in most Asian countries or indeed in the world. The high level of
computer use among Korean farmers is the result of a government
programme to promote the use of information technology throughout the
The first step is
to supply farmers with computers they can afford. The government has a
contract with one of Korea's largest PC manufacturers to provide a
standardized good-quality computer at a price 20 percent lower than
the current market price. There is also a programme for collecting
used computers in cities and sending them to rural areas for use by
The second step is
to teach farmers how to use their computers. Korea has been mobilizing
teams of student's volunteers. They go to rural areas and hold
computers classes for farmers. Similar approaches for development of
e-agriculture can be followed in Pakistan.
Computers are useful because they give farmers better access to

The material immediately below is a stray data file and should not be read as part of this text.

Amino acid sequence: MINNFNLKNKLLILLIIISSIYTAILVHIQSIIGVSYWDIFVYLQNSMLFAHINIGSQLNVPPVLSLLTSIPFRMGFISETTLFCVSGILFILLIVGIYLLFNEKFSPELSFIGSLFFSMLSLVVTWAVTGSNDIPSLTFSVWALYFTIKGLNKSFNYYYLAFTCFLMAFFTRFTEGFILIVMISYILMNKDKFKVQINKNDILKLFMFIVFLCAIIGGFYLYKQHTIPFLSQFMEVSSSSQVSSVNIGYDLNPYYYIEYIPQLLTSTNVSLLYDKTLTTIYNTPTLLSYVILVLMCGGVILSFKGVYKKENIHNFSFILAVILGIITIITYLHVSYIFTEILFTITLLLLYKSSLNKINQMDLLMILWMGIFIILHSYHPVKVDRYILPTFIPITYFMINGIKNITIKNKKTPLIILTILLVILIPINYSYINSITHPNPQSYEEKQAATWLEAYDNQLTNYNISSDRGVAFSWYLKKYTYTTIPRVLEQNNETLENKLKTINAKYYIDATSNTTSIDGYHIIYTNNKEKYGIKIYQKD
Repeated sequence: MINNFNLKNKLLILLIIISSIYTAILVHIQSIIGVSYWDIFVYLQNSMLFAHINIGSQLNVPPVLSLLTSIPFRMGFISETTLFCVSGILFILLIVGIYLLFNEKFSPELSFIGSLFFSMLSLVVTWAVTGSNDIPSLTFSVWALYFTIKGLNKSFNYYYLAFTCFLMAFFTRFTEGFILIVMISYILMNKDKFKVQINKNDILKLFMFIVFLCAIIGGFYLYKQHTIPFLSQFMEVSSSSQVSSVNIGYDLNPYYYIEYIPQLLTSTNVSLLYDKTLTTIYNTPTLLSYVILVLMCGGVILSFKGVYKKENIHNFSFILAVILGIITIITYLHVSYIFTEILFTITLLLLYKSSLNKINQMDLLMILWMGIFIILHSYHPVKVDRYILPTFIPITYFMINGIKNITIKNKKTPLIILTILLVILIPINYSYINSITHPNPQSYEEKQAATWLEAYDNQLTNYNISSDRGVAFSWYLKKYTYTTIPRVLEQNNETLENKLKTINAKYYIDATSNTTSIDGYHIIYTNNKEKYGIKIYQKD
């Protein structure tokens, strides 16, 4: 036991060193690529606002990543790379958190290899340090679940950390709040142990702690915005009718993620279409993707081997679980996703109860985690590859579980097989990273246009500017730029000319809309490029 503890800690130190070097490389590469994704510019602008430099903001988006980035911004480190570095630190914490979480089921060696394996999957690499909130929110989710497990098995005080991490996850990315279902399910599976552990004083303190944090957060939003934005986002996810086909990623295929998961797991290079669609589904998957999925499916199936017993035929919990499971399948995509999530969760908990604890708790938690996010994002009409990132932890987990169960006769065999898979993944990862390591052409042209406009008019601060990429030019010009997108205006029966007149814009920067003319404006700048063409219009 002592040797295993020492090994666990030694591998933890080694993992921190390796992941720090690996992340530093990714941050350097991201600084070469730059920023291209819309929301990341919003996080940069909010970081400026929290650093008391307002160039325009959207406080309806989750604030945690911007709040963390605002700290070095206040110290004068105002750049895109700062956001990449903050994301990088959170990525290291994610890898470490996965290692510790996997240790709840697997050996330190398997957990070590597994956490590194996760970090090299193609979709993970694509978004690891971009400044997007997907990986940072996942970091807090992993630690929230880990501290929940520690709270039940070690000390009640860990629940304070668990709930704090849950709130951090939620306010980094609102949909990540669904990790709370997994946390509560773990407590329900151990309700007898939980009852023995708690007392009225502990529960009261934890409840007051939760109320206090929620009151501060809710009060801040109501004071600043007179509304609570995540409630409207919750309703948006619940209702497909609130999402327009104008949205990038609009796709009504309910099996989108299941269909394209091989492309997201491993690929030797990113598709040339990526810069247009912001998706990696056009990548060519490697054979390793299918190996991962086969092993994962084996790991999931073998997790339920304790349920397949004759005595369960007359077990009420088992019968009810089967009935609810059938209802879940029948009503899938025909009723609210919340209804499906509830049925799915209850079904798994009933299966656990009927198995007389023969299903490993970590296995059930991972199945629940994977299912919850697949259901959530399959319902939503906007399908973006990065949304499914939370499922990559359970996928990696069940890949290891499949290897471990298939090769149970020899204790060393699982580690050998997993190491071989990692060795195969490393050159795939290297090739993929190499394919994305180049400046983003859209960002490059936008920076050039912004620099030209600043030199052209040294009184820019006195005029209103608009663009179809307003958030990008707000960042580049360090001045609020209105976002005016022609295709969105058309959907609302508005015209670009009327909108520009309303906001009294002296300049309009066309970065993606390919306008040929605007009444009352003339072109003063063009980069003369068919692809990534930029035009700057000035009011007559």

farming technology. This helps make their farming more efficient. On
line data basis can provide farmers with current market prices for a
wide range of agricultural commodities. In the short term, these help
them to decide where and when to market their produce. In the long run
term, it helps them to decide what crops to plant. Another interesting
new opportunity is e-marketing, in which farmers and consumers use the
Internet to contact each other directly and open new marketing
The main problem for farmers who use computers for agricultural
information is the lack of content. There is need to build up the full
range of the web-based information resources which farmers need. The
government should provide a range of agricultural information services
on the web. These include a marketing information system for farmers
and an expert system called the Farming Knowledge Management System.
should provide web-based information resources. The government may
help them in this task, together with a number of local computer
enthusiasts and the local government.
The author is from Department of Agronomy, University of Agriculture,
Faisalabad. E-mail: firstname.lastname@example.org